The Obama Administration on Monday urged the Supreme Court to uphold the use of race in the University of Texas’s college admissions process, saying the controversial practice advances an essential government interest.
Solicitor General Donald B. Verrilli Jr. filed the amicus brief in Fisher v. University of Texas—a brief co-signed by counsel representing five different federal agencies and the Justice Department. In the filing, the government argues that considering race when admitting students to universities makes a critical contribution to the function of the federal government.
“The government… has a vital interest in drawing its personnel—many of whom will eventually become its civilian and military leaders—from a well-qualified and diverse pool of university and service-academy graduates of all backgrounds who possess the understanding of diversity that is necessary to govern and defend the United States,” the administration writes, citing as examples the Department of Defense and the Armed Services, federal law enforcement and national security, the Department of Health and Human Services and other federal agencies.
The muscular brief is of particular note since President Barack Obama and his administration rarely discuss issues of race or race-based government action in public, despite or because of Obama’s status as America’s first black president. Civil rights leaders complain that the administration sometimes seems nearly paralyzed by such issues. It took nearly three years for the administration to issue guidance on the permissible use of race by schools and colleges. However, the Justice Department has moved to block voter ID laws that the administration says will disenfranchise minorities.
In a recent interview, Obama said he’d taken numerous actions that helped African Americans, but he defended not singling that group out for help. “I’m not the president of black America,” he told Black Enterprise magazine.
The Texas case accepted by the Supreme Court was brought by a white student denied admission to the university in 2008. She claims she was discriminated against on the basis of race, in violation of the 14th Amendment. Both the appellate court and district court sided in favor of the university, with the appellate court saying based on the precedent set in the 2004 Supreme Court case of Grutter v. Bollinger, the U.T. admissions policy was “narrowly tailored” enough to its objective and “was adequately supported by the ‘serious, good faith consideration’ required by Grutter.”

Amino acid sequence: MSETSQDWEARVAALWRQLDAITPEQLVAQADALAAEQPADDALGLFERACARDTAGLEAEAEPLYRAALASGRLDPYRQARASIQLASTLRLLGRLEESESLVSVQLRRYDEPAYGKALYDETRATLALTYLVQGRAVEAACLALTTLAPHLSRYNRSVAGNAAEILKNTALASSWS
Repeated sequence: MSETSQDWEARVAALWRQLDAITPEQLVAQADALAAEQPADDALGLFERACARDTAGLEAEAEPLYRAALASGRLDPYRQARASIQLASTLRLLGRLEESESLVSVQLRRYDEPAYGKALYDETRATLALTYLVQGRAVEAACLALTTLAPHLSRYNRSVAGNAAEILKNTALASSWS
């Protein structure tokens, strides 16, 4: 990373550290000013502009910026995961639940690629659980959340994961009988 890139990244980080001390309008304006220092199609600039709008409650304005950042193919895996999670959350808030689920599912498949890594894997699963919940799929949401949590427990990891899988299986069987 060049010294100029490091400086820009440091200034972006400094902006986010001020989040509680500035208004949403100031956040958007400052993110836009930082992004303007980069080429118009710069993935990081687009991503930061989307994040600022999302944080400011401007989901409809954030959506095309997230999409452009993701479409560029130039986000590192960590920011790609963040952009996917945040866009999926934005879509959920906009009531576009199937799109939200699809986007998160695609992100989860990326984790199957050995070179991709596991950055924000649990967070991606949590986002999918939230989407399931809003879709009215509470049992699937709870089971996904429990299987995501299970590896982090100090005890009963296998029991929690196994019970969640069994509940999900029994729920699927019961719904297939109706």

In Grutter, the last Supreme Court ruling on race and college admissions, the court upheld the University of Michigan Law School’s use of race in admissions, saying its plan supported a “compelling interest” in increasing diversity. The opinion was 5-4; at the time, the majority consisted of Justices Sandra Day O’Connor, John Paul Stevens, David Souter, Ruth Bader Ginsburg and Steven Breyer. Dissenting were Chief Justice William Rehnquist and Justice Antonin Scalia, Anthony Kennedy and Clarence Thomas.
Of those justices, remaining on the court today from the majority are Ginsburg and Breyer, and from the minority are Scalia, Kennedy and Thomas. Due to her role in an amicus brief the government filed earlier in the Fisher case, Justice Elena Kagan will not take part in the Supreme Court’s consideration of the matters. That means the five hold-overs will be joined by Chief Justice John Roberts and Justice Samuel Alito, who often agree with the Scalia-Kennedy-Thomas bloc, and by Justice Sonia Sotomayor, considered part of the high court’s liberal wing.
Since only eight justices will hear the case, if the panel were to split 4-4, the appellate court decision upholding the policy would stand.
There is another ruling that could offer a glimpse into how the court might decide the case. In 2007, Roberts, Scalia, Kennedy, Thomas and Alito formed the majority in Parents Involved in Community Schools v. Seattle, which ruled the Seattle School District’s use of race as the second most important tiebreaker in high school admissions was unconstitutional. The majority found the schools were not aiming for a compelling interest of diversity in education, but rather the goal was maintaining certain demographics at their schools, and they also held the Seattle schools’ method was not narrowly tailored enough to its goal. The court further held Grutter was specific to goals of higher education, and thus did not govern in Parents Involved.
In today’s brief, the government argues that the decision in Parents Involved should instead support the University of Texas’s position.
“In Parents Involved, school districts used race to dictate school assignments,” the brief argues, instead of other, “less restrictive measures.” Drawing from Kennedy’s concurring opinion, the government writes, “One such means would have been a ‘more nuanced, individual evaluation of school needs and student characteristics that might include race as a component’ and that would be ‘informed by Grutter.’ …That individualized evaluation is precisely what the university has instituted.”